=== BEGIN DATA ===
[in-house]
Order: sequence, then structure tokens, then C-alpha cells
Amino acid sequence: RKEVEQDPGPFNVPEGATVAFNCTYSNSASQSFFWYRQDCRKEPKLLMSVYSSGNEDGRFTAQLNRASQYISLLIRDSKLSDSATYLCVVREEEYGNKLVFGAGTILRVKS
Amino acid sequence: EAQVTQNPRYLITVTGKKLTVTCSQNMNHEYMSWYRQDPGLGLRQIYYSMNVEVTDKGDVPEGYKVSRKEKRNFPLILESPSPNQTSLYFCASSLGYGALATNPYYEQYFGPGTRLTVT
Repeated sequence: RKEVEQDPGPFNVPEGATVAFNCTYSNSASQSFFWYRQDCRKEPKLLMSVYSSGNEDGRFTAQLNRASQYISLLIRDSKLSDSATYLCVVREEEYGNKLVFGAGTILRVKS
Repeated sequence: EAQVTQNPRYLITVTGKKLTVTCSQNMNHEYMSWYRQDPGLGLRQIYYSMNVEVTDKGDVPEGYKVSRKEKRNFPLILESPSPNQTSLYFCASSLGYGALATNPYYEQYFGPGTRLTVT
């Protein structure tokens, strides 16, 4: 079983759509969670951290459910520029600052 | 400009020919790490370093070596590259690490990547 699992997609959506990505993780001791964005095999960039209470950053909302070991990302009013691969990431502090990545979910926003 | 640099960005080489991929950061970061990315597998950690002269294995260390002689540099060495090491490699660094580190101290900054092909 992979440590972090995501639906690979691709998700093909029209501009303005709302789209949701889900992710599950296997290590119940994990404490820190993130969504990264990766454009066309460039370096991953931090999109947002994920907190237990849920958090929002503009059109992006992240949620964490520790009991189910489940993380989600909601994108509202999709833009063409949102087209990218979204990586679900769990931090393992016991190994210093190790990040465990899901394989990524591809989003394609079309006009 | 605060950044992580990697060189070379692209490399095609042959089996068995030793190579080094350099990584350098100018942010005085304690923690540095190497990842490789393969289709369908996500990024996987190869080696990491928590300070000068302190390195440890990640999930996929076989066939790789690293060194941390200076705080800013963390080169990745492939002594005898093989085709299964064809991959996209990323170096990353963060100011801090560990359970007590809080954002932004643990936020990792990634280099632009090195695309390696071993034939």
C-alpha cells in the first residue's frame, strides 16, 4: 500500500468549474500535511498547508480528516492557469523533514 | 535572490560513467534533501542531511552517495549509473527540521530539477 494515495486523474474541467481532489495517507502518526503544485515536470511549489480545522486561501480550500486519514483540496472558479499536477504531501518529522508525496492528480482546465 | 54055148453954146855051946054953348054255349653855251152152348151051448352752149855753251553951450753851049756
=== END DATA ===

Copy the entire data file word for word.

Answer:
[in-house]
Order: sequence, then structure tokens, then C-alpha cells
Amino acid sequence: RKEVEQDPGPFNVPEGATVAFNCTYSNSASQSFFWYRQDCRKEPKLLMSVYSSGNEDGRFTAQLNRASQYISLLIRDSKLSDSATYLCVVREEEYGNKLVFGAGTILRVKS
Amino acid sequence: EAQVTQNPRYLITVTGKKLTVTCSQNMNHEYMSWYRQDPGLGLRQIYYSMNVEVTDKGDVPEGYKVSRKEKRNFPLILESPSPNQTSLYFCASSLGYGALATNPYYEQYFGPGTRLTVT
Repeated sequence: RKEVEQDPGPFNVPEGATVAFNCTYSNSASQSFFWYRQDCRKEPKLLMSVYSSGNEDGRFTAQLNRASQYISLLIRDSKLSDSATYLCVVREEEYGNKLVFGAGTILRVKS
Repeated sequence: EAQVTQNPRYLITVTGKKLTVTCSQNMNHEYMSWYRQDPGLGLRQIYYSMNVEVTDKGDVPEGYKVSRKEKRNFPLILESPSPNQTSLYFCASSLGYGALATNPYYEQYFGPGTRLTVT
């Protein structure tokens, strides 16, 4: 079983759509969670951290459910520029600052 | 400009020919790490370093070596590259690490990547 699992997609959506990505993780001791964005095999960039209470950053909302070991990302009013691969990431502090990545979910926003 | 640099960005080489991929950061970061990315597998950690002269294995260390002689540099060495090491490699660094580190101290900054092909 992979440590972090995501639906690979691709998700093909029209501009303005709302789209949701889900992710599950296997290590119940994990404490820190993130969504990264990766454009066309460039370096991953931090999109947002994920907190237990849920958090929002503009059109992006992240949620964490520790009991189910489940993380989600909601994108509202999709833009063409949102087209990218979204990586679900769990931090393992016991190994210093190790990040465990899901394989990524591809989003394609079309006009 | 605060950044992580990697060189070379692209490399095609042959089996068995030793190579080094350099990584350098100018942010005085304690923690540095190497990842490789393969289709369908996500990024996987190869080696990491928590300070000068302190390195440890990640999930996929076989066939790789690293060194941390200076705080800013963390080169990745492939002594005898093989085709299964064809991959996209990323170096990353963060100011801090560990359970007590809080954002932004643990936020990792990634280099632009090195695309390696071993034939």
C-alpha cells in the first residue's frame, strides 16, 4: 500500500468549474500535511498547508480528516492557469523533514 | 535572490560513467534533501542531511552517495549509473527540521530539477 494515495486523474474541467481532489495517507502518526503544485515536470511549489480545522486561501480550500486519514483540496472558479499536477504531501518529522508525496492528480482546465 | 54055148453954146855051946054953348054255349653855251152152348151051448352752149855753251553951450753851049756